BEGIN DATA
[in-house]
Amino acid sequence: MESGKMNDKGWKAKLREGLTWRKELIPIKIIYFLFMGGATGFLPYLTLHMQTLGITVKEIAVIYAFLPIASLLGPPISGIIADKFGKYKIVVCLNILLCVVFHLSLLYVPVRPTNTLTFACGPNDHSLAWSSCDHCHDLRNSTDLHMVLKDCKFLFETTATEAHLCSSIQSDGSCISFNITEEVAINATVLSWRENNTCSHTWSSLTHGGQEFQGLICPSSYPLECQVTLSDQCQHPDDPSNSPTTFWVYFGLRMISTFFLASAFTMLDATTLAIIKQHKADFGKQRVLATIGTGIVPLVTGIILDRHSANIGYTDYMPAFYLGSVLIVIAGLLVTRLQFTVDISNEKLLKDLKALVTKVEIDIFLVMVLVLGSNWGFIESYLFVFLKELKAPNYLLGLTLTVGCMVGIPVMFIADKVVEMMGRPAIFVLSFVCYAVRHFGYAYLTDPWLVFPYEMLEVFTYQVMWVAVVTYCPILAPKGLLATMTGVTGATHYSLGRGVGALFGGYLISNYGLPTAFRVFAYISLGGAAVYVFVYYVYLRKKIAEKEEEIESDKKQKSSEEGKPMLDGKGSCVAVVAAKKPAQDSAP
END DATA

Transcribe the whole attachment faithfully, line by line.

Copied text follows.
[in-house]
Amino acid sequence: MESGKMNDKGWKAKLREGLTWRKELIPIKIIYFLFMGGATGFLPYLTLHMQTLGITVKEIAVIYAFLPIASLLGPPISGIIADKFGKYKIVVCLNILLCVVFHLSLLYVPVRPTNTLTFACGPNDHSLAWSSCDHCHDLRNSTDLHMVLKDCKFLFETTATEAHLCSSIQSDGSCISFNITEEVAINATVLSWRENNTCSHTWSSLTHGGQEFQGLICPSSYPLECQVTLSDQCQHPDDPSNSPTTFWVYFGLRMISTFFLASAFTMLDATTLAIIKQHKADFGKQRVLATIGTGIVPLVTGIILDRHSANIGYTDYMPAFYLGSVLIVIAGLLVTRLQFTVDISNEKLLKDLKALVTKVEIDIFLVMVLVLGSNWGFIESYLFVFLKELKAPNYLLGLTLTVGCMVGIPVMFIADKVVEMMGRPAIFVLSFVCYAVRHFGYAYLTDPWLVFPYEMLEVFTYQVMWVAVVTYCPILAPKGLLATMTGVTGATHYSLGRGVGALFGGYLISNYGLPTAFRVFAYISLGGAAVYVFVYYVYLRKKIAEKEEEIESDKKQKSSEEGKPMLDGKGSCVAVVAAKKPAQDSAP